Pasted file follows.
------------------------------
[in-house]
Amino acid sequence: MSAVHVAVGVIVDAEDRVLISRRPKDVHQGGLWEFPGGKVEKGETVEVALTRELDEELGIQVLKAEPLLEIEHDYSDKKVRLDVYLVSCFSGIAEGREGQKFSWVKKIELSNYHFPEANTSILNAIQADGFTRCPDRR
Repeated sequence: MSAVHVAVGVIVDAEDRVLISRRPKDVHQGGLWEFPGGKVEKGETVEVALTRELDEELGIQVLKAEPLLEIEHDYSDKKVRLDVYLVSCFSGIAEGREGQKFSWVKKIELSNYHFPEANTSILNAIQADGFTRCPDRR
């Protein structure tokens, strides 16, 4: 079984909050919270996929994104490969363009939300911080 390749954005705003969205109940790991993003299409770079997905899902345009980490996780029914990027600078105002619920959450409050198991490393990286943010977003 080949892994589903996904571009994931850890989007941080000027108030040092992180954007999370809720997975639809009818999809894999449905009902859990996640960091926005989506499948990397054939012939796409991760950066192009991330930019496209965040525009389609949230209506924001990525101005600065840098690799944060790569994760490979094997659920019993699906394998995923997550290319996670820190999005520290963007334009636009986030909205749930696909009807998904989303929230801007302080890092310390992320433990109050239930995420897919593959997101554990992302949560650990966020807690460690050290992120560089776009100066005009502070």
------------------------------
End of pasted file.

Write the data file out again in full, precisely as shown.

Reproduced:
[in-house]
Amino acid sequence: MSAVHVAVGVIVDAEDRVLISRRPKDVHQGGLWEFPGGKVEKGETVEVALTRELDEELGIQVLKAEPLLEIEHDYSDKKVRLDVYLVSCFSGIAEGREGQKFSWVKKIELSNYHFPEANTSILNAIQADGFTRCPDRR
Repeated sequence: MSAVHVAVGVIVDAEDRVLISRRPKDVHQGGLWEFPGGKVEKGETVEVALTRELDEELGIQVLKAEPLLEIEHDYSDKKVRLDVYLVSCFSGIAEGREGQKFSWVKKIELSNYHFPEANTSILNAIQADGFTRCPDRR
């Protein structure tokens, strides 16, 4: 079984909050919270996929994104490969363009939300911080 390749954005705003969205109940790991993003299409770079997905899902345009980490996780029914990027600078105002619920959450409050198991490393990286943010977003 080949892994589903996904571009994931850890989007941080000027108030040092992180954007999370809720997975639809009818999809894999449905009902859990996640960091926005989506499948990397054939012939796409991760950066192009991330930019496209965040525009389609949230209506924001990525101005600065840098690799944060790569994760490979094997659920019993699906394998995923997550290319996670820190999005520290963007334009636009986030909205749930696909009807998904989303929230801007302080890092310390992320433990109050239930995420897919593959997101554990992302949560650990966020807690460690050290992120560089776009100066005009502070």